Electromagnetically Induced Transparency is a Nobel Prize-winning technique
of reducing the light absorption of a solid object by shining electromagnetic
waves (in this case - microwaves) on it, tuned to the resonance frequency of
the object. What this does is actually excite the electrons of the atoms inside
the object to certain energy levels. The change in structure in the atoms allows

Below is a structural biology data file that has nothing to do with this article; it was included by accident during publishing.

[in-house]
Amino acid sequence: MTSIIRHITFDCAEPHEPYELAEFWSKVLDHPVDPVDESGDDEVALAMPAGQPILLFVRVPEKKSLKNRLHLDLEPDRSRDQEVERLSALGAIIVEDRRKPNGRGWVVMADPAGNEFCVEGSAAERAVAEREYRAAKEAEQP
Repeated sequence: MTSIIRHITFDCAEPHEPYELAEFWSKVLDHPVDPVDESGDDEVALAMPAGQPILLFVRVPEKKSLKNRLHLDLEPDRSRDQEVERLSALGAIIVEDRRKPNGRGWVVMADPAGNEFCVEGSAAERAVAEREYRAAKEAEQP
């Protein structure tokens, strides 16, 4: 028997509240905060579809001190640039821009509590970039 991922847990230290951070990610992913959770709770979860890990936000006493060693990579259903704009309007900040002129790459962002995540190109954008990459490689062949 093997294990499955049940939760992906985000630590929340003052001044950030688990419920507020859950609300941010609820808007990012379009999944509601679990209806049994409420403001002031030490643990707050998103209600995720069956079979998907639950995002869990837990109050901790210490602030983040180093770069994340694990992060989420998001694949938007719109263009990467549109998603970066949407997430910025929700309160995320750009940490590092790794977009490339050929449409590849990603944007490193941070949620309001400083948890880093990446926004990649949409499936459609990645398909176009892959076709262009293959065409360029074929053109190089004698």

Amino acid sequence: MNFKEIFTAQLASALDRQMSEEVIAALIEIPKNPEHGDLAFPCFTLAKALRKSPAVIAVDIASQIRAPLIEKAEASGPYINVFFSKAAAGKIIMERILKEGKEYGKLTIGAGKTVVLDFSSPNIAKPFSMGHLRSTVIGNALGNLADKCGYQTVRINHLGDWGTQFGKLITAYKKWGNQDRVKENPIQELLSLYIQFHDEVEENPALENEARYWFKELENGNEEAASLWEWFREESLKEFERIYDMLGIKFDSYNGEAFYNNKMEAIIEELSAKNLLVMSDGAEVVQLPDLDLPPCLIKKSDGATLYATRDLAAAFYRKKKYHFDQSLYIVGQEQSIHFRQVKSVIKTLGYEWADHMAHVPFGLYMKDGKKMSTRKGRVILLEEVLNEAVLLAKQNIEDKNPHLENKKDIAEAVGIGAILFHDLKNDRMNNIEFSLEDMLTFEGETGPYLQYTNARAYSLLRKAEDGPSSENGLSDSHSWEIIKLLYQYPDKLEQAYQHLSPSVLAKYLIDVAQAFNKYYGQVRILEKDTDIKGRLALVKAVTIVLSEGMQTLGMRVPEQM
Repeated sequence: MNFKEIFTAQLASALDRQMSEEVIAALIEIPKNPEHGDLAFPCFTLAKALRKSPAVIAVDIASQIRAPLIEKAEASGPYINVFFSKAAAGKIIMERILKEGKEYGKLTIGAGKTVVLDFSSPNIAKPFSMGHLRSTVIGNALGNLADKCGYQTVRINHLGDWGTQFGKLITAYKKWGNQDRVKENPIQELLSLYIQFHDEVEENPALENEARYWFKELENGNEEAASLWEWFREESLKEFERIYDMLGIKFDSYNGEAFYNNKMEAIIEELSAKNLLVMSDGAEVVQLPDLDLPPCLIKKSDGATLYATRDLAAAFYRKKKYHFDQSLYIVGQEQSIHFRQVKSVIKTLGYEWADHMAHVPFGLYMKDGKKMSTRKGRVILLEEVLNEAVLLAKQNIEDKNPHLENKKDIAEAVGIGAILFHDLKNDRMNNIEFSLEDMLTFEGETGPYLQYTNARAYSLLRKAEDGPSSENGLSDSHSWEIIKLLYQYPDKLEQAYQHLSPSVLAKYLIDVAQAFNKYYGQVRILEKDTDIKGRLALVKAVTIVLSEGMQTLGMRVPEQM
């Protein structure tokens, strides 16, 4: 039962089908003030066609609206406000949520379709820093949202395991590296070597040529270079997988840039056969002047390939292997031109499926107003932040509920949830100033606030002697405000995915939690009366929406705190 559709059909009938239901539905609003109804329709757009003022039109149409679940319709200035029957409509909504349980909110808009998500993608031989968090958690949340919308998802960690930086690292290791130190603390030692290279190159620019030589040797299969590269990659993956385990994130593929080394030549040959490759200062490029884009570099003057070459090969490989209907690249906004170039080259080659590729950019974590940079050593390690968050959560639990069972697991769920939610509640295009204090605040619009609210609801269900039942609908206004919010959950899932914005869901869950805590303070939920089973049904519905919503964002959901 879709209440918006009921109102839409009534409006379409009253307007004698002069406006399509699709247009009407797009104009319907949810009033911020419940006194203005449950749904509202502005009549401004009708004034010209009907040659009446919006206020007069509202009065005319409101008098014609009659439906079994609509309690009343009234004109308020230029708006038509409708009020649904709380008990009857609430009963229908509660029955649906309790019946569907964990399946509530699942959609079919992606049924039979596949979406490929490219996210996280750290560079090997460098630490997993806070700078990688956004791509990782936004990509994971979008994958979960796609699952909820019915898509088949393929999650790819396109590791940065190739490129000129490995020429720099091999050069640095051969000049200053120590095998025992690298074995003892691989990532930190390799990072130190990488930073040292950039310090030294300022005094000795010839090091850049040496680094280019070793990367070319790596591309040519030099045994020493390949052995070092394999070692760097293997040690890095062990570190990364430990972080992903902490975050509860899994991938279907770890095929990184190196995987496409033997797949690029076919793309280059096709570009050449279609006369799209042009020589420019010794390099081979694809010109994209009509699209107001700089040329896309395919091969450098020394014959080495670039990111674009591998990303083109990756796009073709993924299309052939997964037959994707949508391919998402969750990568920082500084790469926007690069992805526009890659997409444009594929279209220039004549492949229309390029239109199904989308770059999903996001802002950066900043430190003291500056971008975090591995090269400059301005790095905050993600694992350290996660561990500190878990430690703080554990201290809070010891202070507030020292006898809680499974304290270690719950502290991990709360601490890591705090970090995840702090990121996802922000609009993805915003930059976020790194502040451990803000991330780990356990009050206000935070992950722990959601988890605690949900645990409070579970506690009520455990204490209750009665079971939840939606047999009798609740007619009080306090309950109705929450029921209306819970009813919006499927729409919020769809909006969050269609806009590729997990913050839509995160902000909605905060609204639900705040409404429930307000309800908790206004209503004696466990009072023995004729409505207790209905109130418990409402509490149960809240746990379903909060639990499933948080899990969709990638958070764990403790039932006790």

another beam of light - a probe laser, for instance, to pass through the object
at a particular angle.
This technique has been used by physicists to observe the slowdown effects
of light waves through objects, and the refractive index (the measure of how
much the object slows and bends light).